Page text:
Aviation safety regulator DGCA on Monday asked airport operators in the country to review their wildlife management plan for any gaps and ensure strict implementation of the strategies on the issue, a day after two aircraft returned to their airport of origin due to a bird hit.
In a communication to all authorities concerned across airports, the Directorate General of Civil Aviation (DGCA) also directed them to ensure frequent runway inspection for bird activities and regular disposal of garbage in the area, among others.
The communication has been marked to the Chairman Airports Authority of India (AAI), its member of operations, directors of all AAI-run airports and the CEOs of Delhi, Mumbai, Cochin Bangalore and Hyderabad Airports.
"During the monsoon season wildlife activity increases in and around airports, and the presence of the birds and animals in the aerodrome vicinity poses a serious threat to operational safety. All airports are requested to review their wildlife management plan for any gap and ensure strict implementation of strategies for wildlife hazard management within and also outside airfields," the DGCA said in the letter, a copy of which was seen by PTI.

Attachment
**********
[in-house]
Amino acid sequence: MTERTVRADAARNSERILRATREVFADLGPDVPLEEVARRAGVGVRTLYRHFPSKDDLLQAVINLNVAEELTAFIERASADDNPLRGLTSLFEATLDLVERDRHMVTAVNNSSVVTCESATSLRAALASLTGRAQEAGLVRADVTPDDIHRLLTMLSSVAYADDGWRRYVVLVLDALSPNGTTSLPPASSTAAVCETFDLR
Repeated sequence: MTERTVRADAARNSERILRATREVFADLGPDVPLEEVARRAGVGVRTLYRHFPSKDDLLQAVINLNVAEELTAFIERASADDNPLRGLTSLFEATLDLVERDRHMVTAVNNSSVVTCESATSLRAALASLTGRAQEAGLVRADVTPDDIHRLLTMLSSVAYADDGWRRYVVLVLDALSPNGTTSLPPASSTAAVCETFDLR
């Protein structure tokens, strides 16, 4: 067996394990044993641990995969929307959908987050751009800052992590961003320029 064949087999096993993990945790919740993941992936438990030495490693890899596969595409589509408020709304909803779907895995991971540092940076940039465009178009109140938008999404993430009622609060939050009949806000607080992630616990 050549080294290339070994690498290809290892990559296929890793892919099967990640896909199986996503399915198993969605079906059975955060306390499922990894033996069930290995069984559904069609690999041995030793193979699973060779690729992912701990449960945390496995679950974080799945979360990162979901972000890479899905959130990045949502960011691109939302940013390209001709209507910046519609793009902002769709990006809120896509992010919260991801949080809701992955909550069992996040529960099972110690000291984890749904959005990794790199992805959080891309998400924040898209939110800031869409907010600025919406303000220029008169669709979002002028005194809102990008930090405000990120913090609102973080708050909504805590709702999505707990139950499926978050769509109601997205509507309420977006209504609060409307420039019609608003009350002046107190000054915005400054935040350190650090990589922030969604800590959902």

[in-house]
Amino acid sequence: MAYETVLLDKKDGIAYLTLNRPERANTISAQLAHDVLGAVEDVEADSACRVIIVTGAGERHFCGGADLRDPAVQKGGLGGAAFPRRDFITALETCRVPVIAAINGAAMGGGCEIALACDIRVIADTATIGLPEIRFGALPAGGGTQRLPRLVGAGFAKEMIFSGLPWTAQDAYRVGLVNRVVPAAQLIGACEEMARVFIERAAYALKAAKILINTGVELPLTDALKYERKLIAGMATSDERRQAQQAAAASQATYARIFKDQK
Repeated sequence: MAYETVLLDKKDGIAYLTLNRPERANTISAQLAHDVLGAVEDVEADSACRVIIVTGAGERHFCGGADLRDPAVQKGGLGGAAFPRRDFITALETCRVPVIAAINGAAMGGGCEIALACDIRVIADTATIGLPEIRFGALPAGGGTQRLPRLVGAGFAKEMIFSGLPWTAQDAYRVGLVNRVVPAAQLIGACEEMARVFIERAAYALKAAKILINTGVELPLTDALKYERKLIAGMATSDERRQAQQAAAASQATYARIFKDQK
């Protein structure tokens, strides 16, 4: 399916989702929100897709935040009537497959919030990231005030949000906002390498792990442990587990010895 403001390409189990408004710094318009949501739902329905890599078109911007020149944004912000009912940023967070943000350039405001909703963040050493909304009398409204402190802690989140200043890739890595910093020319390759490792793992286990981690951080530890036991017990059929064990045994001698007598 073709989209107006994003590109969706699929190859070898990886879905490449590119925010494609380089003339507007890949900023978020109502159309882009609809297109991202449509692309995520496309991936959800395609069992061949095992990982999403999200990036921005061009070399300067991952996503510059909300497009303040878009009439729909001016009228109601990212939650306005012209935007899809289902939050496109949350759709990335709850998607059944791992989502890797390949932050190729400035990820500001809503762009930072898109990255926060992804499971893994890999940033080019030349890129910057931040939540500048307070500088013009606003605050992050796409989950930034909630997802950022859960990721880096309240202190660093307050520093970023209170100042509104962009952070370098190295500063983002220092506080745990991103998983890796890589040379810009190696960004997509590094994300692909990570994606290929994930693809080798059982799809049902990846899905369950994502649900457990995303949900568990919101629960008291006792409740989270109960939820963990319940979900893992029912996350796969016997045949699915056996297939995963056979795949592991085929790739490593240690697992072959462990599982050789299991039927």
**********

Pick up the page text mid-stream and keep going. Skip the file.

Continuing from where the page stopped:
Directing the airport operators to ensure the deployment of bird chasers and bird scaring devices within the facility to keep the birds away.
The airport environment management committee (AEMC) should be called to discuss and review the implementation of the measures to reduce birds outside the facility, the letter said, adding that frequent inspection by airport wildlife hazard management teams/AEMC be carried out for identification of sources for wildlife attraction, such as garbage dump, open disposal of abattoir/butcheries waste, among others.
On Sunday, a Delhi-bound aircraft of the SpiceJet airlines carrying 185 passengers caught fire soon after taking off from the Patna airport and made an emergency landing minutes later due to a bird hit.
In another incident on Sunday, the pilot-in-command of an IndiGo-operated Airbus A320neo plane VT-ITB, operating flight 6E-6394 from Guwahati to Delhi, decided to take the flight back to Guwahati on a single-engine after the aircraft suffered a bird hit, which resulted in one of the engines getting damaged when the aircraft was at an altitude of 1,600 feet.
In both the incidents, which are now being investigated by the DGCA, the engines got damaged due to the impact of bird ingestion, forcing the flight crew to shut one of the engines of their respective planes mid-way.